0x783czar, the main issue here is that we need to nail down what we mean by "size". Size is really an abstract concept, and if we want to speak mathematically then we need to pin down this concept with a mathematical definition. The usual definition people use for the "size" of sets is that of cardinality: two sets have the same cardinality if they can be put in onetoone correspondence. Under this definition, the natural numbers are the same size as the integers, which are the same size as the rationals, and the interval [0,1] is the same size as the interval [0,2], which is the same size as the entire real line (or plane, for that matter).
Now your brain doesn't like this, because look! There are obviously half as many natural numbers as integers! And that dislike is fine  you're just thinking of a slightly different notion of "size" than what cardinality represents, more along the lines of "how much space does it take up?" as opposed to "how many elements does it have?" And it turns out we can make mathematical definitions of these other notions of size as well. There are mathematical ways to define the measure of a subset of the integers, and under such definitions the natural numbers are half the size of the integers. There are also ways to measure subsets of the real numbers, and under these definitions the interval [0,2] is twice the size of the interval [0,1], and the real line is infinitely larger than either of these. I won't get into the details of how to do this because it's a little complicated, but these definitions have their drawbacks  they typically only apply to subsets of a given set, and can't compare arbitrary sets the way cardinality can.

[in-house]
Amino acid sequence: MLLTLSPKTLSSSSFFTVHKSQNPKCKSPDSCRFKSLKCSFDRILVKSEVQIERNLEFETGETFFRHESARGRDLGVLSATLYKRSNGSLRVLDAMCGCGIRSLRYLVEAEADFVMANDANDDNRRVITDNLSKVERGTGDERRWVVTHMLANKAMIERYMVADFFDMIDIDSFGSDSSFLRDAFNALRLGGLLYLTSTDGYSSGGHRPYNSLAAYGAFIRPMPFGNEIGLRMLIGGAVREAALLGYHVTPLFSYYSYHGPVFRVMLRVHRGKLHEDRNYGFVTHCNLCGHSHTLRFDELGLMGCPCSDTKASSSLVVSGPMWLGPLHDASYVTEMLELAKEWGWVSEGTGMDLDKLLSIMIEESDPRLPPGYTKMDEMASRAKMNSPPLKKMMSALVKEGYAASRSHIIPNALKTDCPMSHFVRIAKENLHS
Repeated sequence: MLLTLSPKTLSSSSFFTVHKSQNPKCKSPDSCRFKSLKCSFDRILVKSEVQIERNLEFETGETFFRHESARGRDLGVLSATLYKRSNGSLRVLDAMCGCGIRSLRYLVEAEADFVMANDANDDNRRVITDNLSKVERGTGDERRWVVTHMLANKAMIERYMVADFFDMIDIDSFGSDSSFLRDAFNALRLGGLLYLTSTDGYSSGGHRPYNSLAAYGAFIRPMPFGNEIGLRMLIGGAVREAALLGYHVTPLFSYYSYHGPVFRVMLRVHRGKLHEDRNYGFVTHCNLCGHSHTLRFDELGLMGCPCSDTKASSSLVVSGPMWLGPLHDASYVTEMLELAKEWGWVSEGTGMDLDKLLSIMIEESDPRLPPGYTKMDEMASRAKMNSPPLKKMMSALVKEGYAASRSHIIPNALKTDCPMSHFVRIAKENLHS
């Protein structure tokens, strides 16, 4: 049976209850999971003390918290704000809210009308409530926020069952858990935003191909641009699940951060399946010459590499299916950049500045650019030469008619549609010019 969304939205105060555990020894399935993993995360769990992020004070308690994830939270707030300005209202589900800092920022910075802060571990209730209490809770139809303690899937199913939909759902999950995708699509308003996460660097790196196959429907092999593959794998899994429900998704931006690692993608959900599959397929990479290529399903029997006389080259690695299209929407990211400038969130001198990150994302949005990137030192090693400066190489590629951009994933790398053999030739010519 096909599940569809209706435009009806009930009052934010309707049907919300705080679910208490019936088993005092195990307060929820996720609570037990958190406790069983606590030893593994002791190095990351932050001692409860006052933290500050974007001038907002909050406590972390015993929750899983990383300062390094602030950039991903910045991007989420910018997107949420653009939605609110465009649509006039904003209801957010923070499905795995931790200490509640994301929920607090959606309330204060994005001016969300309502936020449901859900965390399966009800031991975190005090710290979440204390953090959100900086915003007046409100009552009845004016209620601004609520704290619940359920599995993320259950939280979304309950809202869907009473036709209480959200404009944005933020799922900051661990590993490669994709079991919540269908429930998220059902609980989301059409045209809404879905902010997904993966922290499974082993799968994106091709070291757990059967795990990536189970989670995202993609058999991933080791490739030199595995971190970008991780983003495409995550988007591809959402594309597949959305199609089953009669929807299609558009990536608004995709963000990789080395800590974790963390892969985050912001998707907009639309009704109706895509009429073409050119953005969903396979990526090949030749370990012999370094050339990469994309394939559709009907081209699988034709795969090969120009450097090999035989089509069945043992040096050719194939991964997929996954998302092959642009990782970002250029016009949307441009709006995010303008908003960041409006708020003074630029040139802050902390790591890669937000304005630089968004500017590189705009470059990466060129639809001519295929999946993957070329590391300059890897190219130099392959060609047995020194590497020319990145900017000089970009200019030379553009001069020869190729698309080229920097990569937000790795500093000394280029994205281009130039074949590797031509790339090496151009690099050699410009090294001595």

The important thing to remember is that concepts don't always map perfectly onto mathematical definitions, but finding where the definition behaves the way the concept predicts it should, and where the two diverge, is one of the most fun parts of mathematics.
Now your brain doesn't like this, because look! There are obviously half as many natural numbers as integers! And that dislike is fine  you're just thinking of a slightly different notion of "size" than what cardinality represents, more along the lines of "how much space does it take up?" as opposed to "how many elements does it have?" And it turns out we can make mathematical definitions of these other notions of size as well. There are mathematical ways to define the measure of a subset of the integers, and under such definitions the natural numbers are half the size of the integers. There are also ways to measure subsets of the real numbers, and under these definitions the interval [0,2] is twice the size of the interval [0,1], and the real line is infinitely larger than either of these. I won't get into the details of how to do this because it's a little complicated, but these definitions have their drawbacks  they typically only apply to subsets of a given set, and can't compare arbitrary sets the way cardinality can.